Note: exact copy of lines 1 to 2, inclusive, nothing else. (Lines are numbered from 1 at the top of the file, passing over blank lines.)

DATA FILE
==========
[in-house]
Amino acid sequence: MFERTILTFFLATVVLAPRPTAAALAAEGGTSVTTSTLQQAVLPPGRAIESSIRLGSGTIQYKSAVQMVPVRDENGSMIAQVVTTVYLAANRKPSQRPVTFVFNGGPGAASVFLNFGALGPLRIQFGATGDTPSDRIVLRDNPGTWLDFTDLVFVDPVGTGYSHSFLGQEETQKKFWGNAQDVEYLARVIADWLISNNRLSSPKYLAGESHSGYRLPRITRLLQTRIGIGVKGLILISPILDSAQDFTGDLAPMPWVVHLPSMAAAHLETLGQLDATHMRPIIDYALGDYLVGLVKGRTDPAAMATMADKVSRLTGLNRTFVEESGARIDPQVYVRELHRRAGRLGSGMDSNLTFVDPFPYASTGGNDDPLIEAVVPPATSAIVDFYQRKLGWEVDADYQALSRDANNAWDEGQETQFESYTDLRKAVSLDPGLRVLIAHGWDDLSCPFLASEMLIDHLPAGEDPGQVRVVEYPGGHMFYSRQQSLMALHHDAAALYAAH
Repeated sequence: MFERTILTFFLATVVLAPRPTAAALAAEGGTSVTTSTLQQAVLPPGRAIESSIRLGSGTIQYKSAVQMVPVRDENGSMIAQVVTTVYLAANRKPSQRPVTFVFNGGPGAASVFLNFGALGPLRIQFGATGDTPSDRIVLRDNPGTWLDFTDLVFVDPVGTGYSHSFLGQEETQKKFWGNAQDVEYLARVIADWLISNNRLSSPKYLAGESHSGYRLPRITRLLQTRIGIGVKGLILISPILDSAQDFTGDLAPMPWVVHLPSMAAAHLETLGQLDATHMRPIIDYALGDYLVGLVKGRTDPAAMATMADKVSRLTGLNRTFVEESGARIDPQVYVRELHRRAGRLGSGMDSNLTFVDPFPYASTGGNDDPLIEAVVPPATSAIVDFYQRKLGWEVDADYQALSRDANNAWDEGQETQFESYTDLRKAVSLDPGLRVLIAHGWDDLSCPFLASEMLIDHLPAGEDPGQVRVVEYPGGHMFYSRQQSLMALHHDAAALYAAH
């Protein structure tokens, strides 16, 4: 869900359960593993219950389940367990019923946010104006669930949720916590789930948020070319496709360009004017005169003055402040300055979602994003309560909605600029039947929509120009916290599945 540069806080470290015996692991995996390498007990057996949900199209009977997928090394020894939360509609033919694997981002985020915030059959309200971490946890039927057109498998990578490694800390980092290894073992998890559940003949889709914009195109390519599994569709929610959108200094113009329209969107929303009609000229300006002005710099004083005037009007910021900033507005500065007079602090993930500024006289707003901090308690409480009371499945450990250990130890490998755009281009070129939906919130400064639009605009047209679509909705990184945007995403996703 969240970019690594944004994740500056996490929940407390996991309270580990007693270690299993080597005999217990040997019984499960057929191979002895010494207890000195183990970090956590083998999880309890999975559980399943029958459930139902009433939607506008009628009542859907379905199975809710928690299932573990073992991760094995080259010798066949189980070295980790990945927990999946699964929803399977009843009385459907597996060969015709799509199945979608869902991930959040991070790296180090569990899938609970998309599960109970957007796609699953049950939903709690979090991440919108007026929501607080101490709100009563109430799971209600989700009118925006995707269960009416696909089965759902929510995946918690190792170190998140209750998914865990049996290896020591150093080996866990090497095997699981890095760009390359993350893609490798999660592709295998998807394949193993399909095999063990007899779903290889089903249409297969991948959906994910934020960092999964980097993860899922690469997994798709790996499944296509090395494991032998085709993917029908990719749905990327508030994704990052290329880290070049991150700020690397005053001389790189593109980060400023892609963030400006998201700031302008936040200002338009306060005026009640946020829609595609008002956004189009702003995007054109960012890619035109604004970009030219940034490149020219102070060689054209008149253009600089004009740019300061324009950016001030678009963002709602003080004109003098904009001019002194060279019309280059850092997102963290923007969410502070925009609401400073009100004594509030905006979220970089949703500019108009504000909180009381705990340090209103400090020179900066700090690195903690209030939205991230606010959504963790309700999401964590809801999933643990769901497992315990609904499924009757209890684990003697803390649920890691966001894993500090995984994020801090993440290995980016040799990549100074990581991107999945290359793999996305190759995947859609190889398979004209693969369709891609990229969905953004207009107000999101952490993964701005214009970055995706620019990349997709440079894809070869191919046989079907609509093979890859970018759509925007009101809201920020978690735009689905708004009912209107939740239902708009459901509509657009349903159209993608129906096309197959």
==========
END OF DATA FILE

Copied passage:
[in-house]
Amino acid sequence: MFERTILTFFLATVVLAPRPTAAALAAEGGTSVTTSTLQQAVLPPGRAIESSIRLGSGTIQYKSAVQMVPVRDENGSMIAQVVTTVYLAANRKPSQRPVTFVFNGGPGAASVFLNFGALGPLRIQFGATGDTPSDRIVLRDNPGTWLDFTDLVFVDPVGTGYSHSFLGQEETQKKFWGNAQDVEYLARVIADWLISNNRLSSPKYLAGESHSGYRLPRITRLLQTRIGIGVKGLILISPILDSAQDFTGDLAPMPWVVHLPSMAAAHLETLGQLDATHMRPIIDYALGDYLVGLVKGRTDPAAMATMADKVSRLTGLNRTFVEESGARIDPQVYVRELHRRAGRLGSGMDSNLTFVDPFPYASTGGNDDPLIEAVVPPATSAIVDFYQRKLGWEVDADYQALSRDANNAWDEGQETQFESYTDLRKAVSLDPGLRVLIAHGWDDLSCPFLASEMLIDHLPAGEDPGQVRVVEYPGGHMFYSRQQSLMALHHDAAALYAAH